For more information about e-cigarettes and vaping, visit https://www.cdc.gov/tobacco/basic_information/e-cigarettes/severe-lung-disease.html#latest-outbreak-information.

Diabetes Prevention Program Meeting Sept. 26

Coastal Health District Chronic Disease Prevention Program will hold a National Diabetes Prevention Program kickoff meeting (including blood glucose screening) from 5:30 to 6:30 p.m. on Thursday, September 26, at the Coastal Health District administrative office located at 400 Mall Blvd., Suite G, in Savannah (second floor of the Progressive building).

There are more than 79 million Americans who have prediabetes and many do not know it. In Georgia alone, more than one million people have diabetes and about 44,000 Georgians are diagnosed with diabetes every year. People with prediabetes have blood glucose (sugar) levels higher than normal. The levels are not yet high enough for a type 2 diabetes diagnosis; however, people with prediabetes are more likely to get type 2 diabetes than others. Diabetes can lead to serious health complications, including heart attack, stroke, blindness, kidney failure, or loss of toes, feet, or legs. Even though prediabetes puts you at high risk, there are ways you can lower your chance of getting type 2 diabetes.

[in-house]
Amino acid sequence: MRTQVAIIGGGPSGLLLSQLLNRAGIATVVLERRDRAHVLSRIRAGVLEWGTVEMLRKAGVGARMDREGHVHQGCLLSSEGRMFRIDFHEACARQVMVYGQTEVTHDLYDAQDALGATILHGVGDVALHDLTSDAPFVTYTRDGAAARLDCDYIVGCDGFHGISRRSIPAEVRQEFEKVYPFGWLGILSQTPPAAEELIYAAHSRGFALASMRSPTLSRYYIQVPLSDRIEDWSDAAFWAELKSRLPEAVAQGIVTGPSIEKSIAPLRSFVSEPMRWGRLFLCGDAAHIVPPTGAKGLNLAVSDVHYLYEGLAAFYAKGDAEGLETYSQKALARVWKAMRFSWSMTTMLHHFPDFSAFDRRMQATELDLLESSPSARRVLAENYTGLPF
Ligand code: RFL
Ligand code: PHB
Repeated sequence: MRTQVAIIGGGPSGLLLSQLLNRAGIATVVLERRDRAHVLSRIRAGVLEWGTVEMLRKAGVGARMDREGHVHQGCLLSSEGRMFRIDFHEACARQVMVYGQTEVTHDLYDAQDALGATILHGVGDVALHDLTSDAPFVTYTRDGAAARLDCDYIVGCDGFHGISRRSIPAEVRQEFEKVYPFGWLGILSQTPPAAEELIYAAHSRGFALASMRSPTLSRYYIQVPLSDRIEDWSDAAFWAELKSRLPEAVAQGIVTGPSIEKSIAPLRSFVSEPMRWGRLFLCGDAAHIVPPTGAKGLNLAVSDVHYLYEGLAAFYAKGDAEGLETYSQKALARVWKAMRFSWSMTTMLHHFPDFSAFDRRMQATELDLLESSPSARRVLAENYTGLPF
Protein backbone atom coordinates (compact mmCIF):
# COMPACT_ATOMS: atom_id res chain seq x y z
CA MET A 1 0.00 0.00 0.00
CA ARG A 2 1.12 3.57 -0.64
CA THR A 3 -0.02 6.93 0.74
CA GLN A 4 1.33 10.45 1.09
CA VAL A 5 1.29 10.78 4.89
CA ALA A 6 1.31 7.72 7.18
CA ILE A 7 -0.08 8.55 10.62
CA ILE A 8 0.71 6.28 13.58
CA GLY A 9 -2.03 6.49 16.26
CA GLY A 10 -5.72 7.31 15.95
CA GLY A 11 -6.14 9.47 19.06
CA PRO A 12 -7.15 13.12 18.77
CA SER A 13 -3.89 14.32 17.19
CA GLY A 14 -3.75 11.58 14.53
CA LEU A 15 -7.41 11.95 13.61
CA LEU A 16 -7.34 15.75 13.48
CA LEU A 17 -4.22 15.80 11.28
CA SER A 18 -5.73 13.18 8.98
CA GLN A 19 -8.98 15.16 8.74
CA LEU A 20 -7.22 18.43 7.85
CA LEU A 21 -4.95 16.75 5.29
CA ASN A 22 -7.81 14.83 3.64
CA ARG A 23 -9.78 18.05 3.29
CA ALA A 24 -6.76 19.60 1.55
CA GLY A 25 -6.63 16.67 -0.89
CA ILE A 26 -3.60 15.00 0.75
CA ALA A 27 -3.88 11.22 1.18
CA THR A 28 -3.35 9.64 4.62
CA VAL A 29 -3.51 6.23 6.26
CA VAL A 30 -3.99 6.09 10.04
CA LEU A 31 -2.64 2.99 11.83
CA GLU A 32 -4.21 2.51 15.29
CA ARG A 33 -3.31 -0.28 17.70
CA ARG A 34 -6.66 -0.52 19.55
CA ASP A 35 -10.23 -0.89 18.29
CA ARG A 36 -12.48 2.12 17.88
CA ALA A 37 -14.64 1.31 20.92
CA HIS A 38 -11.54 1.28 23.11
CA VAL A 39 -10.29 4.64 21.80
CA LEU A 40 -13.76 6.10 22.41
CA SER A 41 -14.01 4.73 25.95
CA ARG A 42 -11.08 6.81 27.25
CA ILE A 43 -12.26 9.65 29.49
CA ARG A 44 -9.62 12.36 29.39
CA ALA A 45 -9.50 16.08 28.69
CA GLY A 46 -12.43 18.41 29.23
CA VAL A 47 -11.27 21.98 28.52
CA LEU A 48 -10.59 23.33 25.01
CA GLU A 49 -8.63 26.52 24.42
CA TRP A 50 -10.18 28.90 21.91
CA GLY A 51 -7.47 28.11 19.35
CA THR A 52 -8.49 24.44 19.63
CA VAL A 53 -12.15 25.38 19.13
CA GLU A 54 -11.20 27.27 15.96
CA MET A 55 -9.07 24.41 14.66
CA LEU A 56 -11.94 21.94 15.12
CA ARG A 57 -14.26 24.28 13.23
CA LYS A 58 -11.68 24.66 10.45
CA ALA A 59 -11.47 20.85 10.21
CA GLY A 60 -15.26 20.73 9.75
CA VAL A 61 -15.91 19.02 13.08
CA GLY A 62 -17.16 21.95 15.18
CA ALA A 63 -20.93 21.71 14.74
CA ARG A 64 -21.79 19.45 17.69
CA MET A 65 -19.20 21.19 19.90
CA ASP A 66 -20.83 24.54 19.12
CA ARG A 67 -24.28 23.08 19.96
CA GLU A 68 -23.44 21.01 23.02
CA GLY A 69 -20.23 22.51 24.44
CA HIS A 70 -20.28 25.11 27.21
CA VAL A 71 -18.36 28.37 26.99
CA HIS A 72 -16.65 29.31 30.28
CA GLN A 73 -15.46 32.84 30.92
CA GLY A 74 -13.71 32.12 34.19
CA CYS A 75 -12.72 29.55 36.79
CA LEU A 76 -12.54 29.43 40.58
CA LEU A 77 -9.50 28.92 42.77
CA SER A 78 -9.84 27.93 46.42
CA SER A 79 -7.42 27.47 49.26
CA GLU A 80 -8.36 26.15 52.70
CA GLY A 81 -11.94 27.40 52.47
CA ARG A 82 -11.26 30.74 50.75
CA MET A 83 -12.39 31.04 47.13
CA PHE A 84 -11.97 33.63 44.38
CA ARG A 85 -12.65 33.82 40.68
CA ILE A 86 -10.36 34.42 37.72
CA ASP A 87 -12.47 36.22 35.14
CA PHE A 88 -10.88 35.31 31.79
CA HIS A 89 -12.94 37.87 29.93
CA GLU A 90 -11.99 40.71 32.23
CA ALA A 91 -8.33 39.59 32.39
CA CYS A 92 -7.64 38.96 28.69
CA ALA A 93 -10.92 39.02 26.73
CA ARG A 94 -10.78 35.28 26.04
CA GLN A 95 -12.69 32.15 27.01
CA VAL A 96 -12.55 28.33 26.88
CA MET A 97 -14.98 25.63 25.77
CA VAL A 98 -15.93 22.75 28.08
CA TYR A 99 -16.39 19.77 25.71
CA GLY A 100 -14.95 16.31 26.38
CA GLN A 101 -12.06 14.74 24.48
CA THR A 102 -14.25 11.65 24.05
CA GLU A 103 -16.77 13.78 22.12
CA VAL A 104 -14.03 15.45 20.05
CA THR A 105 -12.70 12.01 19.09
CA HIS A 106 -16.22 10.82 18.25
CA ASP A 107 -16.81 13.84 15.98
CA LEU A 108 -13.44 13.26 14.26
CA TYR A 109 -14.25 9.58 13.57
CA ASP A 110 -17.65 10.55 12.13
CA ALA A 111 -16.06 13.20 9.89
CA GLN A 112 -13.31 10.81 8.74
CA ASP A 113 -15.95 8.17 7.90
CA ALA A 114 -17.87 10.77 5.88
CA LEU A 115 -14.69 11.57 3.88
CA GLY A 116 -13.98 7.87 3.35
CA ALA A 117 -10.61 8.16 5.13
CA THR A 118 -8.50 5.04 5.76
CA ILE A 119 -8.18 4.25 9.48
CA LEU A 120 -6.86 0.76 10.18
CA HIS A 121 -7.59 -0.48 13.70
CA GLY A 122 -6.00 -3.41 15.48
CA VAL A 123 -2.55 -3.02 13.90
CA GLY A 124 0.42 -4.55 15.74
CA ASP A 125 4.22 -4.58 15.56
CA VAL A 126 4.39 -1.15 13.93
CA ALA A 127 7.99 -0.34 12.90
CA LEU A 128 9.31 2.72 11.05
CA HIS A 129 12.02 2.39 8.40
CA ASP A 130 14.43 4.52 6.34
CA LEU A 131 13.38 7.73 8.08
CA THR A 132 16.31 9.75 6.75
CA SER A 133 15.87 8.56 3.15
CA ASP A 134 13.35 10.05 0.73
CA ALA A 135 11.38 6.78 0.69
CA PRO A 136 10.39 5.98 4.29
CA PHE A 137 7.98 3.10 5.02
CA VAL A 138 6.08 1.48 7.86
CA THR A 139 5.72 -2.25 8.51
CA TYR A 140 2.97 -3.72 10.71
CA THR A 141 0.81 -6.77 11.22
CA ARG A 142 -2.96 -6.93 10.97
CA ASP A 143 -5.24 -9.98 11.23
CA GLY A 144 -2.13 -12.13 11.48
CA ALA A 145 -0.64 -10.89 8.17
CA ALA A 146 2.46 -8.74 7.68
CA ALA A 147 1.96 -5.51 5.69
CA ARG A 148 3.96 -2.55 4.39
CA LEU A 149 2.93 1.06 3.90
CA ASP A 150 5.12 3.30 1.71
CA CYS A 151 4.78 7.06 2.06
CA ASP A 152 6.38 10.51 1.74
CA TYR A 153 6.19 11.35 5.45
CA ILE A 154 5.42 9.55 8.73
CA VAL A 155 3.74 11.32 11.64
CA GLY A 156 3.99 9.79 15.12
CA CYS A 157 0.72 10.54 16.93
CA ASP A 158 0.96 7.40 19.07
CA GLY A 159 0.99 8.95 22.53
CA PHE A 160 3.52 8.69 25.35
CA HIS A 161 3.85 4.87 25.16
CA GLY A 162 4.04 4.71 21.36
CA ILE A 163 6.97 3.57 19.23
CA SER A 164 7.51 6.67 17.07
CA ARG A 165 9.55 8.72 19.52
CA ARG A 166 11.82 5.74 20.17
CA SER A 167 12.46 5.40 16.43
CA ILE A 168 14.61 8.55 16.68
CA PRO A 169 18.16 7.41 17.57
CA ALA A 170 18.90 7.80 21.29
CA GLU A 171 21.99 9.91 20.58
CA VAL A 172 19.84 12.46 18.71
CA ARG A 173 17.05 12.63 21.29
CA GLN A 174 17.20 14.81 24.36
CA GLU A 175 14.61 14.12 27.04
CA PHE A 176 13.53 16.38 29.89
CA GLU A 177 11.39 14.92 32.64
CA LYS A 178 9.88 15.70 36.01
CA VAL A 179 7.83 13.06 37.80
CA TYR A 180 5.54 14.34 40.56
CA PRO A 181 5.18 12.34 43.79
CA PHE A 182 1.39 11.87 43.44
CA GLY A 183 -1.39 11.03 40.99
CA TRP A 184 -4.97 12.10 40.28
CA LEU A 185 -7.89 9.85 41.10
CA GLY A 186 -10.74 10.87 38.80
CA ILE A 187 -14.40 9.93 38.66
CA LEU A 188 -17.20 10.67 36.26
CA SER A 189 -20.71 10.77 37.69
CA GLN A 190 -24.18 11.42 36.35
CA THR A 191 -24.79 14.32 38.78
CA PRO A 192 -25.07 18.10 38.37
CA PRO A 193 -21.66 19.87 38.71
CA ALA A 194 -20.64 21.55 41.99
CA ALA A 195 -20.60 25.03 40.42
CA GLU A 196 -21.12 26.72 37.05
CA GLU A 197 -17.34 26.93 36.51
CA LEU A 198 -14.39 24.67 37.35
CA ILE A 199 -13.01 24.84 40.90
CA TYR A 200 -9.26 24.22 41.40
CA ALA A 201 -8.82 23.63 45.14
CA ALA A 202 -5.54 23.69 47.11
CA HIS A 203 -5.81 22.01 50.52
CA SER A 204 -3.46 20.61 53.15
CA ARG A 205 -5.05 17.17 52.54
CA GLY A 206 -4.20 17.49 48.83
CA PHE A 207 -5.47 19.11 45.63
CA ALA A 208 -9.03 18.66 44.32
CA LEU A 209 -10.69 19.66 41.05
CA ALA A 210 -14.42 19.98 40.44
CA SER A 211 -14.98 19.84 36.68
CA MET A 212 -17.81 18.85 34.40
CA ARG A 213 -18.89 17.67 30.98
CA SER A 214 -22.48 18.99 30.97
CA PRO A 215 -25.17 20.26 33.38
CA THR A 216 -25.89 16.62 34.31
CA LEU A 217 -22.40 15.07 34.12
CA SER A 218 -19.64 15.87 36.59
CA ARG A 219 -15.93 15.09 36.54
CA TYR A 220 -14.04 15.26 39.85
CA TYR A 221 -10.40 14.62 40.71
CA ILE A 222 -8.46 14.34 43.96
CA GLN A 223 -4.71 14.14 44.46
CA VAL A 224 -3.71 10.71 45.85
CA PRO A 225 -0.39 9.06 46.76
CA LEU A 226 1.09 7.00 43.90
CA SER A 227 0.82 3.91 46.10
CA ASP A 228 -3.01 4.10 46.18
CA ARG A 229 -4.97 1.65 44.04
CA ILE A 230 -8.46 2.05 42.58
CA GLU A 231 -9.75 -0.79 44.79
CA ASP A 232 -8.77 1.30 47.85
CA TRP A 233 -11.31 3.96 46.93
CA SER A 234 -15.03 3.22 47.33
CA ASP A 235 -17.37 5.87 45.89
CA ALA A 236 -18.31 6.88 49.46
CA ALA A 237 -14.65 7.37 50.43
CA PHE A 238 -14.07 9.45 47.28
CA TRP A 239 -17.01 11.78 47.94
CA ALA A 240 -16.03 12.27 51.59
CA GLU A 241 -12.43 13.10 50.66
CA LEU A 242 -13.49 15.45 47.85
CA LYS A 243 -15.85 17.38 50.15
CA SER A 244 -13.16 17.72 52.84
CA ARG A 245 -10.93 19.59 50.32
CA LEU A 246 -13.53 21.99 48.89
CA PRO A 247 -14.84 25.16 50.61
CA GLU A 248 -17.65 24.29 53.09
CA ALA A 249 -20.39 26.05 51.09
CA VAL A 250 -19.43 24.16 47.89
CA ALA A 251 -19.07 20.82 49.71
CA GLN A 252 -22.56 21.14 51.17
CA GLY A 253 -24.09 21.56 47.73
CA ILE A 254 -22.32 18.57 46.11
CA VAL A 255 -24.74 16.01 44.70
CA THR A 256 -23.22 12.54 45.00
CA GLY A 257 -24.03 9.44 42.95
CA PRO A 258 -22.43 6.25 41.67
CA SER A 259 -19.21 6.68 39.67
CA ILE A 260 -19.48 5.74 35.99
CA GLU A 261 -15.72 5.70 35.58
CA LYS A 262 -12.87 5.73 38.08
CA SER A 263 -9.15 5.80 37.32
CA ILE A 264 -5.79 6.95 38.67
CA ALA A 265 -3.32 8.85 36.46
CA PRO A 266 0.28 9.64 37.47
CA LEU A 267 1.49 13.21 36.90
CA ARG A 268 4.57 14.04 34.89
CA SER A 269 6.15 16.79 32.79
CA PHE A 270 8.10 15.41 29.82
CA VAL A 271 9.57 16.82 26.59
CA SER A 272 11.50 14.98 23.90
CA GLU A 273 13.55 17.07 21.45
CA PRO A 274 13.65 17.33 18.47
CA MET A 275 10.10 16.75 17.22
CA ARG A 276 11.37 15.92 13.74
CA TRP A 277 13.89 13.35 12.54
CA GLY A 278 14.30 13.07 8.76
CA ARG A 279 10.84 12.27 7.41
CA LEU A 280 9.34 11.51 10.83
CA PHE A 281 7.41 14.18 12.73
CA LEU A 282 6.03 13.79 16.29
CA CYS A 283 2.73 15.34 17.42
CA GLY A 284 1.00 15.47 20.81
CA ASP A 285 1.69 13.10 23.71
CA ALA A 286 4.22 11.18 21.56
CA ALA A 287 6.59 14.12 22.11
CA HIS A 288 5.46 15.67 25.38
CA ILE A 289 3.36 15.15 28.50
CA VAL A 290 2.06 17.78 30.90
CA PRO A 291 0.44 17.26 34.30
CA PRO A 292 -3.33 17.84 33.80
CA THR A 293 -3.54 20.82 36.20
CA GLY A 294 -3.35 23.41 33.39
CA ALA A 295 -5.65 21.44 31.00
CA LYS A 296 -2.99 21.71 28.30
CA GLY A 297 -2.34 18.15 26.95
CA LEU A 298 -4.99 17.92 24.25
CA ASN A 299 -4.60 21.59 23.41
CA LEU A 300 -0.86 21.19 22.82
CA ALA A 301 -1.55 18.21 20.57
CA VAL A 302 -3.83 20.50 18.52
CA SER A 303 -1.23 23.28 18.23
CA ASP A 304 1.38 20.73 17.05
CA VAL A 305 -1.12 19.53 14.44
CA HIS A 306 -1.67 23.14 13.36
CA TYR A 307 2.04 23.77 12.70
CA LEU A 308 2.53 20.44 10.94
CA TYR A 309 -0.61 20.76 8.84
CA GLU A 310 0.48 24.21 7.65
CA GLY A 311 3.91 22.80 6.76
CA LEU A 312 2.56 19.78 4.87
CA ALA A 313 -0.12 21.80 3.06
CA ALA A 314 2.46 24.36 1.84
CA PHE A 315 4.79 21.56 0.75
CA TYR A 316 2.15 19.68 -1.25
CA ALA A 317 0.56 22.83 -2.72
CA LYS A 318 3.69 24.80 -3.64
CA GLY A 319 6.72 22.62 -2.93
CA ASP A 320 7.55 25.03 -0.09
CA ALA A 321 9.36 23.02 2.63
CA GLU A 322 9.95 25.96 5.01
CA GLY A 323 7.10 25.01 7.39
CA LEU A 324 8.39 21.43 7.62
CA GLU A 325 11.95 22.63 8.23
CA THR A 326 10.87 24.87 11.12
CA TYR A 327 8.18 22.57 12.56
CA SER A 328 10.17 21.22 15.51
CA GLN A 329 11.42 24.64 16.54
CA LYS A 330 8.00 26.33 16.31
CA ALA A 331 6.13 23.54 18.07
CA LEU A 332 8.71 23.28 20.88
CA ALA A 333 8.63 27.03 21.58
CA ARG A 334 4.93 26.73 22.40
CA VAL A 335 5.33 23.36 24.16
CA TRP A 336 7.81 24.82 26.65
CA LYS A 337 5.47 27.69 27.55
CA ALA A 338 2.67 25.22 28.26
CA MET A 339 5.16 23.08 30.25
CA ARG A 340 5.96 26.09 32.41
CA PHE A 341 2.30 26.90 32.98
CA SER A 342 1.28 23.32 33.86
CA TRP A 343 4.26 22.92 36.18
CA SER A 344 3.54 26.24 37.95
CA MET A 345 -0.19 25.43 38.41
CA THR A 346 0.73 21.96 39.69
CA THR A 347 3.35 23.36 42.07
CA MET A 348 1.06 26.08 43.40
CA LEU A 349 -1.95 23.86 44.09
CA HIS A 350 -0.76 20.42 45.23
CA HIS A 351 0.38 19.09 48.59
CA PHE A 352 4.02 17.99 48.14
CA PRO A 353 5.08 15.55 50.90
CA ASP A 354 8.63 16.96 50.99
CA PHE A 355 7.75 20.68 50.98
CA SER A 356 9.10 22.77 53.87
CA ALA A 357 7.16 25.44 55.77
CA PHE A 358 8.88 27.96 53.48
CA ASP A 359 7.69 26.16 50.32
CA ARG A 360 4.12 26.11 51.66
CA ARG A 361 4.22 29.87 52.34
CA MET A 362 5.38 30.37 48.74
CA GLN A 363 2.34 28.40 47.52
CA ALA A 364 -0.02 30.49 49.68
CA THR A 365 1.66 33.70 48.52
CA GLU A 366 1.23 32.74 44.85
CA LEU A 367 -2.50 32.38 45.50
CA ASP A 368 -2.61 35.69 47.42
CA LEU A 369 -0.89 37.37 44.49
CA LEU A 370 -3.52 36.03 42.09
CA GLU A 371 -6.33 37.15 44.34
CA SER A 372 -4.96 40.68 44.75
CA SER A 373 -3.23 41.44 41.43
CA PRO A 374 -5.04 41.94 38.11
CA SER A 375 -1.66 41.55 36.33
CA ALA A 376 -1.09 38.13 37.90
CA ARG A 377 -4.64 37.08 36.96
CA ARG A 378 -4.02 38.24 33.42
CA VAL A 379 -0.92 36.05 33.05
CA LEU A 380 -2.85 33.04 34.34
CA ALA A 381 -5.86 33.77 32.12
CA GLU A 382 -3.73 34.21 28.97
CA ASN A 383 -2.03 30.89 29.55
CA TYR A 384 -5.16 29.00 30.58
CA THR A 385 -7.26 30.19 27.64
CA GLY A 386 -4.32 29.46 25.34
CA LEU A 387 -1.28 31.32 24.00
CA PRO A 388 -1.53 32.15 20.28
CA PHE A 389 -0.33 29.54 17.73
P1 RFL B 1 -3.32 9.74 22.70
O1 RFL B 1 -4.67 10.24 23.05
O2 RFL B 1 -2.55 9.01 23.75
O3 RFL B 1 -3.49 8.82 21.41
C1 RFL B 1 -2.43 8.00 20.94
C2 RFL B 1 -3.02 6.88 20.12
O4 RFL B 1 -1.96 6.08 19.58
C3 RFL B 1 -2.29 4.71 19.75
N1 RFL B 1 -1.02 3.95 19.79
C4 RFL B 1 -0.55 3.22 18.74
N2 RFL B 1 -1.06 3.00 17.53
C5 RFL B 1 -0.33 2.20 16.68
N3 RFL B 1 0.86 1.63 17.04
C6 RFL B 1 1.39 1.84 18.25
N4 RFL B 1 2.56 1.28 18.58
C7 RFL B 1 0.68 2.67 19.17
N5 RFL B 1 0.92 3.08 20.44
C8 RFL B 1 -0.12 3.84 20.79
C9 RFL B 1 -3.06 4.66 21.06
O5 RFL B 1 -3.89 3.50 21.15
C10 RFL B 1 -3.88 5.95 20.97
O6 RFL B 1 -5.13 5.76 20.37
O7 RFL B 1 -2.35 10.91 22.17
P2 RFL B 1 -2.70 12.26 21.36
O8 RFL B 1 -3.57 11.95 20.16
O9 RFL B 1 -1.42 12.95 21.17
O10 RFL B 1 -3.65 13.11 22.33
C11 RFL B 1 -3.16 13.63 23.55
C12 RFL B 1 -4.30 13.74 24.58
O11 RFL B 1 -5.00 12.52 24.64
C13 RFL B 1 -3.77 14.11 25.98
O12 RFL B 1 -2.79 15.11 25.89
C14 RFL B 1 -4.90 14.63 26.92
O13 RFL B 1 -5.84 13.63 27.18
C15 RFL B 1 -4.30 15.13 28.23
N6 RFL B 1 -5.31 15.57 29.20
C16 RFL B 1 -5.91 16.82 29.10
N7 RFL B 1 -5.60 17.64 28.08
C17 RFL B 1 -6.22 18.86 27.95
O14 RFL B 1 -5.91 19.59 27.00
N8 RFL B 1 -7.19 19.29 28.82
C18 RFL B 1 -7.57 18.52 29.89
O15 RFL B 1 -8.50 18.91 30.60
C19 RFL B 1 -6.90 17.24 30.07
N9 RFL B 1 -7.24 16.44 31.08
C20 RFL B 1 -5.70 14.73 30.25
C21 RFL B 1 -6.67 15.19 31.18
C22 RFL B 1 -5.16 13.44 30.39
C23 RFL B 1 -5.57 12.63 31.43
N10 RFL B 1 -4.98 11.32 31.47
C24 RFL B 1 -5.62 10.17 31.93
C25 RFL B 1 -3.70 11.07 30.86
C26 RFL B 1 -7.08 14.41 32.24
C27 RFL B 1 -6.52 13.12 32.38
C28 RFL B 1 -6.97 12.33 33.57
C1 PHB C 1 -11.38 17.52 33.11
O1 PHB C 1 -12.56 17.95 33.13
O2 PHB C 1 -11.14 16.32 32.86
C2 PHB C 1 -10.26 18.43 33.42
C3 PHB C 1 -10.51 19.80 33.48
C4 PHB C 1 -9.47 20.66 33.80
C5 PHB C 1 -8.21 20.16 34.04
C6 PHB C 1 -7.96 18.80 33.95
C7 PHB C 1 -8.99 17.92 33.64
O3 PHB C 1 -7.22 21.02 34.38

The National Diabetes Prevention Program is focused on helping prediabetics avoid type 2 diabetes by making modest lifestyle changes. The Program is free and is designed so that participants receive support not only through a Lifestyle Coach but also from each other by sharing ideas, celebrating successes, and working to overcome obstacles. Participants at high risk for type 2 diabetes will learn how take steps to make positive, sustainable lifestyle changes.

Anyone seeking additional information about the Diabetes Prevention Program can contact Coastal Health District Chronic Disease Prevention Director, Cristina Gibson at 912-644-5818 or email cristina.gibson@dph.ga.gov.